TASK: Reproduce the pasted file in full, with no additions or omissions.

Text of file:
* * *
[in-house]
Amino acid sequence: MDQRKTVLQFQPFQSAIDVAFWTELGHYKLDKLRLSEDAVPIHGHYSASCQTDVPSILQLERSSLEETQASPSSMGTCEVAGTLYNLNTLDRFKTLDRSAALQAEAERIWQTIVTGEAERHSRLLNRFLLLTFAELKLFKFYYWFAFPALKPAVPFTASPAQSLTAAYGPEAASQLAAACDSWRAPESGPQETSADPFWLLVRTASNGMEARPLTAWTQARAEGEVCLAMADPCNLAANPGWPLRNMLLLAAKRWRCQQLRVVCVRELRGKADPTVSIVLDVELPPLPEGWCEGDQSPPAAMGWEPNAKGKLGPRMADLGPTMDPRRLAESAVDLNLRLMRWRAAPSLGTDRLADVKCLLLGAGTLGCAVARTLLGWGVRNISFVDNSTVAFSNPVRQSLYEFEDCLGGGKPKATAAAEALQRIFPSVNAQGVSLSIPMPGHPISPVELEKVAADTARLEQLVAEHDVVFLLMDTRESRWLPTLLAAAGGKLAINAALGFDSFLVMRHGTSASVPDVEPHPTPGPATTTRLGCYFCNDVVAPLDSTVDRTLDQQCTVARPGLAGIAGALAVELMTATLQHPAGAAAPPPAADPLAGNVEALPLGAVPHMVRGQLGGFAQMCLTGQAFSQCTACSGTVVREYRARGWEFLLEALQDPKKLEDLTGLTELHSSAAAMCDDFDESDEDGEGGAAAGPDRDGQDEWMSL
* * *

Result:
[in-house]
Amino acid sequence: MDQRKTVLQFQPFQSAIDVAFWTELGHYKLDKLRLSEDAVPIHGHYSASCQTDVPSILQLERSSLEETQASPSSMGTCEVAGTLYNLNTLDRFKTLDRSAALQAEAERIWQTIVTGEAERHSRLLNRFLLLTFAELKLFKFYYWFAFPALKPAVPFTASPAQSLTAAYGPEAASQLAAACDSWRAPESGPQETSADPFWLLVRTASNGMEARPLTAWTQARAEGEVCLAMADPCNLAANPGWPLRNMLLLAAKRWRCQQLRVVCVRELRGKADPTVSIVLDVELPPLPEGWCEGDQSPPAAMGWEPNAKGKLGPRMADLGPTMDPRRLAESAVDLNLRLMRWRAAPSLGTDRLADVKCLLLGAGTLGCAVARTLLGWGVRNISFVDNSTVAFSNPVRQSLYEFEDCLGGGKPKATAAAEALQRIFPSVNAQGVSLSIPMPGHPISPVELEKVAADTARLEQLVAEHDVVFLLMDTRESRWLPTLLAAAGGKLAINAALGFDSFLVMRHGTSASVPDVEPHPTPGPATTTRLGCYFCNDVVAPLDSTVDRTLDQQCTVARPGLAGIAGALAVELMTATLQHPAGAAAPPPAADPLAGNVEALPLGAVPHMVRGQLGGFAQMCLTGQAFSQCTACSGTVVREYRARGWEFLLEALQDPKKLEDLTGLTELHSSAAAMCDDFDESDEDGEGGAAAGPDRDGQDEWMSL